On Wednesday, the US Congress approved a new spending bill that also comes with legislation designed to keep military software safe from foreign hacking. Also known as APT (advanced persistent threat), foreign hacking is one of the most important cyber security topics. The new legislation aims to provide the military better insight into the products they purchase.
As Reuters pointed out, the legislation was born after the agency led an investigation which revealed that “software makers allowed a Russian defense agency to hunt for vulnerabilities in software used by some agencies of the U.S. government, including the Pentagon and intelligence services.”
According to this new law, both U.S. and foreign tech companies will have to disclose to the Pentagon if they allowed cyber adversaries like China or Russia to probe software sold to the U.S. Military. Furthermore, the military will have free reign to conduct source code reviews, even though some software makers disagree with the practice. Last year, McAfee, a cybersecurity vendor, decided it will no longer allow government source code reviews.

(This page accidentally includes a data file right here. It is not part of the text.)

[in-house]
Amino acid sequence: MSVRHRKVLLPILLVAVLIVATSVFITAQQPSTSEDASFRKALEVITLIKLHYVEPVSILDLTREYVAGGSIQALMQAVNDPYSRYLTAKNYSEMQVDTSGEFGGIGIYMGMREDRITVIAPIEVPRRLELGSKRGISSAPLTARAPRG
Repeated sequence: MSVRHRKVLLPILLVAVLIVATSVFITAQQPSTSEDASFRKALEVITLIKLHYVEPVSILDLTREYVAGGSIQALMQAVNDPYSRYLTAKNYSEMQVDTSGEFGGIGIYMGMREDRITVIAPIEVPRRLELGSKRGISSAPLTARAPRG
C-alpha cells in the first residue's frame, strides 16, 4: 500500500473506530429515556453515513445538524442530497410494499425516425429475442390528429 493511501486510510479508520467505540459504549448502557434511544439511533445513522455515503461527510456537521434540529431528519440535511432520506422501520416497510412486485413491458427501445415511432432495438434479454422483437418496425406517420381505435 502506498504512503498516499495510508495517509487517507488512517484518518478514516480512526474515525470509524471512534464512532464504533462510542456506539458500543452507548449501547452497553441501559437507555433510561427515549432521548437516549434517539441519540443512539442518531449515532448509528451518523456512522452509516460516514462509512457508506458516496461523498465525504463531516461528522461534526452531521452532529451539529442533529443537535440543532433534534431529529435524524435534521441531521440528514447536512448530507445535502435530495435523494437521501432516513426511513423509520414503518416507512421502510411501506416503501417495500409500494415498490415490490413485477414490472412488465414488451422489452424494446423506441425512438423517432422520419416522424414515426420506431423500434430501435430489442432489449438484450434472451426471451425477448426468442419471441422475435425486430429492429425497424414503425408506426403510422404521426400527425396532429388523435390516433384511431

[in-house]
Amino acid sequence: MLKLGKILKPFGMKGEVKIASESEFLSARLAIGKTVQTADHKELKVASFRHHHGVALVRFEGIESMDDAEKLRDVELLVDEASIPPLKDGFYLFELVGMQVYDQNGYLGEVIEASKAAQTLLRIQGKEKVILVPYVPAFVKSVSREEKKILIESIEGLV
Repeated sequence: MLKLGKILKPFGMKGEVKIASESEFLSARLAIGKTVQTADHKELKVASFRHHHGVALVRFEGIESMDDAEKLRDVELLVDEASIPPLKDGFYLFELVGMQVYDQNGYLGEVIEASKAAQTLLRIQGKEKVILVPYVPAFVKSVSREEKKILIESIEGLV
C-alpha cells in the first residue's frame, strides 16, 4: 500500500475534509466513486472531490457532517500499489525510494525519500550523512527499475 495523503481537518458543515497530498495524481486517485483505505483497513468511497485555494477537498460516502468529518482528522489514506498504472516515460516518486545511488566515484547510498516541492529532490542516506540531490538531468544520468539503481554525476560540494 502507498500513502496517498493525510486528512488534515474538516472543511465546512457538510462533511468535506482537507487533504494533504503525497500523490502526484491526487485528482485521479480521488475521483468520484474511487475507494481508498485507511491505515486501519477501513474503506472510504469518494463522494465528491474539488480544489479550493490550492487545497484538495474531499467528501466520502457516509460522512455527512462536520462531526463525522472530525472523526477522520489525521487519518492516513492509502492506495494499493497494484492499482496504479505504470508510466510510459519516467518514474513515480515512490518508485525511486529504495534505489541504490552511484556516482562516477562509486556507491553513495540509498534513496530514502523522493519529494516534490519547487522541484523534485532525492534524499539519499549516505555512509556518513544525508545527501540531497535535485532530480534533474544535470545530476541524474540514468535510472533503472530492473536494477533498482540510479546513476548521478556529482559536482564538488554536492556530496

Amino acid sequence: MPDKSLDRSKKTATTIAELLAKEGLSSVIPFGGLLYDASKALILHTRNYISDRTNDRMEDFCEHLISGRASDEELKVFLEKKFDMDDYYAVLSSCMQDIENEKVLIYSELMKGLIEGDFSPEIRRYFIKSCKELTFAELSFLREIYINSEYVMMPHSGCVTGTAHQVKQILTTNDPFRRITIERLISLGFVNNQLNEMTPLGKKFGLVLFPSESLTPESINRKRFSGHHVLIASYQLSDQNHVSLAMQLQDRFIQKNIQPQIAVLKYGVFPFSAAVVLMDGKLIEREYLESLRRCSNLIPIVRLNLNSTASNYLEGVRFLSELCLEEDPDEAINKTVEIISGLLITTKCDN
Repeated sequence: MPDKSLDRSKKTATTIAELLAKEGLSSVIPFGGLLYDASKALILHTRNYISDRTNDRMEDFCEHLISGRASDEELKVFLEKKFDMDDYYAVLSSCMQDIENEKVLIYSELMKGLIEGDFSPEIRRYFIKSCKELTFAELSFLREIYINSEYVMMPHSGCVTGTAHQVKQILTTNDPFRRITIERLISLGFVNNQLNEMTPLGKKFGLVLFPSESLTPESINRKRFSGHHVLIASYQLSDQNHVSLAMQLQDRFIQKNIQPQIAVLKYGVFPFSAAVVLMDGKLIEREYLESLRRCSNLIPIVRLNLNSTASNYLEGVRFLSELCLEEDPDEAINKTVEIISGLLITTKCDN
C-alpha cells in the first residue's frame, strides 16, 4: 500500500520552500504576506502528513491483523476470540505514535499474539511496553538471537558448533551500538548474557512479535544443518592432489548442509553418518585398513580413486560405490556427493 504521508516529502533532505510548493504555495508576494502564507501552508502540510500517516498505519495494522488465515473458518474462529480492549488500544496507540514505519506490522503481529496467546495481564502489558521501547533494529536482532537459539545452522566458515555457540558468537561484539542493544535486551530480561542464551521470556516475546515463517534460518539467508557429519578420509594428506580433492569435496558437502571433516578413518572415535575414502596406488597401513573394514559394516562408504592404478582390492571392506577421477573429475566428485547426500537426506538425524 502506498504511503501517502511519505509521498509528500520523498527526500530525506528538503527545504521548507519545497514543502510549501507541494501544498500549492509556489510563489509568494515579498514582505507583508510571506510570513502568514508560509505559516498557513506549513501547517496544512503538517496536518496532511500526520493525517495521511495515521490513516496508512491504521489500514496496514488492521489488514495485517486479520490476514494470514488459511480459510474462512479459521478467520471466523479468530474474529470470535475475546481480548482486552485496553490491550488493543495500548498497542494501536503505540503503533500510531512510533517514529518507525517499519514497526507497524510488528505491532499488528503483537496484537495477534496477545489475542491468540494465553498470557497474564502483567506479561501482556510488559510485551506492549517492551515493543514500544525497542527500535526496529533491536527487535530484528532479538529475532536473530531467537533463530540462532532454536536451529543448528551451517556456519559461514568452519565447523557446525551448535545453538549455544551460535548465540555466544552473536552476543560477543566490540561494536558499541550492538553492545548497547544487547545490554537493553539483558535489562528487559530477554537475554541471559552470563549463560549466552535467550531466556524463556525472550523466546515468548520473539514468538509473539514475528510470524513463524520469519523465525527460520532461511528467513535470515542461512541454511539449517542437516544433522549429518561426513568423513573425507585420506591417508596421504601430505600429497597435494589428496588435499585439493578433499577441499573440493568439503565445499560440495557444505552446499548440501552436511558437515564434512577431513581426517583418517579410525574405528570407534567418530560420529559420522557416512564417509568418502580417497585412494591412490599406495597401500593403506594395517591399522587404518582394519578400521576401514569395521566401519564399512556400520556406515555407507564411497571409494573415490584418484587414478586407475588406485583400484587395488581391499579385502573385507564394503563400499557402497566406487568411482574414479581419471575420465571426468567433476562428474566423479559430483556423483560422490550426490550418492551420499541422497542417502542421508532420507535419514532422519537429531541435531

In any case, the discussion around this bill will probably be followed by the employees of software makers, as Silicon Valley is tearing itself up deciding on the morality of selling software to the Government.
Earlier this year, Google employees actually resigned after the company signed a contract with the Pentagon. Today, reports also point out that Google is working with China to provide a censored version of a search engine. Of course, the company did not say if it approves of the new U.S. legislation but its recent actions show it to be amenable to the idea.
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